New Zealand Symphony Orchestra
Friday, 9 November
Reviewer: Max Rashbrooke
Gustav Mahler’s Seventh Symphony may be one of the least well-known of its ilk, but Edo de Waart and the New Zealand Symphony Orchestra made a compelling case on Friday night for a reassessment. They showed us a work of immense variety, surprising contrast and delicate shades of light and dark.
The tone was set beautifully in the opening movement, with muted horns apparently calling us to some dark adventure. In this movement, as throughout, there was a fine sense of balance, almost ambiguity – a willingness to let different moods contrast each other without any sense of conflict.
De Waart’s masterful handling of the material was evident in the exceptional cohesion of the performance, despite its harmonic ambiguities and wildly contrasting parts. In the second movement, for instance, there was already a spectral quality that melted seamlessly into the ‘ghost of a waltz’ that was the third movement. In that movement, in turn, the elaboration of a march-like theme harked back to earlier motifs.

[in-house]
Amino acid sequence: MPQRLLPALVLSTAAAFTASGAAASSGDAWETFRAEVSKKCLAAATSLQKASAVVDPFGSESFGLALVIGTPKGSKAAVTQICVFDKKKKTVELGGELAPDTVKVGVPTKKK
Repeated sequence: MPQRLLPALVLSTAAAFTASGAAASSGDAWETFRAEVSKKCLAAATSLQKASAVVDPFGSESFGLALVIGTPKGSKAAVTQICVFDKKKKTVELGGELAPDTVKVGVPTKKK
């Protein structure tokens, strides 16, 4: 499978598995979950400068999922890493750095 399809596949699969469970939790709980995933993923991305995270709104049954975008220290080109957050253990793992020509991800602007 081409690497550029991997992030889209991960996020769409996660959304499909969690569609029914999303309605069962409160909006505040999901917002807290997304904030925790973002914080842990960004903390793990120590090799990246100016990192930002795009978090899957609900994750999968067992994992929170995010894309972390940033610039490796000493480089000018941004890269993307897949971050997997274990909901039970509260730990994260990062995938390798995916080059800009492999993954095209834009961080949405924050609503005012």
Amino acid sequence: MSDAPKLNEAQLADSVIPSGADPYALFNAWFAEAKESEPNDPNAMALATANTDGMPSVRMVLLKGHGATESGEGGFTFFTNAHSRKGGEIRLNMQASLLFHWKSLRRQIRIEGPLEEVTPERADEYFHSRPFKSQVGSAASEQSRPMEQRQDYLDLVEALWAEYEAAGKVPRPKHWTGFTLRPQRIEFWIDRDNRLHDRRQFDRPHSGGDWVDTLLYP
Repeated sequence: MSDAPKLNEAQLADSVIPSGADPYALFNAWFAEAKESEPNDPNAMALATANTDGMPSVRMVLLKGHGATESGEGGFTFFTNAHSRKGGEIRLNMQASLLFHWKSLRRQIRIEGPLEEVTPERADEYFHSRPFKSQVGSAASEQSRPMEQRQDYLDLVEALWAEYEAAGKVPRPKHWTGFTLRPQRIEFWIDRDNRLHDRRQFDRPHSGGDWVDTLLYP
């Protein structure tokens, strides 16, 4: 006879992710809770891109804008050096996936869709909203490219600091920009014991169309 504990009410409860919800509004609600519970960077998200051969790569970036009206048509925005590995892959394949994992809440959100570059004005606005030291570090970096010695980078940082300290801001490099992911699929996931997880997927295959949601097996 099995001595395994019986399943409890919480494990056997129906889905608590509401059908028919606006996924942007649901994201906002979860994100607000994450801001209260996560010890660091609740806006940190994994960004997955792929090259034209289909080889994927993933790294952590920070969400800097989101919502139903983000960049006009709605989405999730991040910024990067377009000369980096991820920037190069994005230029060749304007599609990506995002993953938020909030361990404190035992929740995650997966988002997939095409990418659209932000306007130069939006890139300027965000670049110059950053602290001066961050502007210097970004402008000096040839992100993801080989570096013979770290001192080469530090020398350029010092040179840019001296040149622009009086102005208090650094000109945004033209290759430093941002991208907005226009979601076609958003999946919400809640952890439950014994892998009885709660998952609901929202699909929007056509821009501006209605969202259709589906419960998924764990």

Throughout there were delightful moments – the harps suddenly rising up with a wave of summer -like sound in the first movement, the plaintive woodwinds in the second, the wonderful call and answer of the horns in various places, the restless strings summoning up images of dark shapes flitting through the night.
movement, meanwhile, managed to sound intimate but still
expansive. I wasn’t convinced that the mandolin sounded
properly integrated into the movement as a whole, but
that’s more a criticism of the writing than the
performance itself. And there was nothing to fault in the
finale, in which all the earlier elements were seamlessly
integrated, and sparkles of light coalesced into a blinding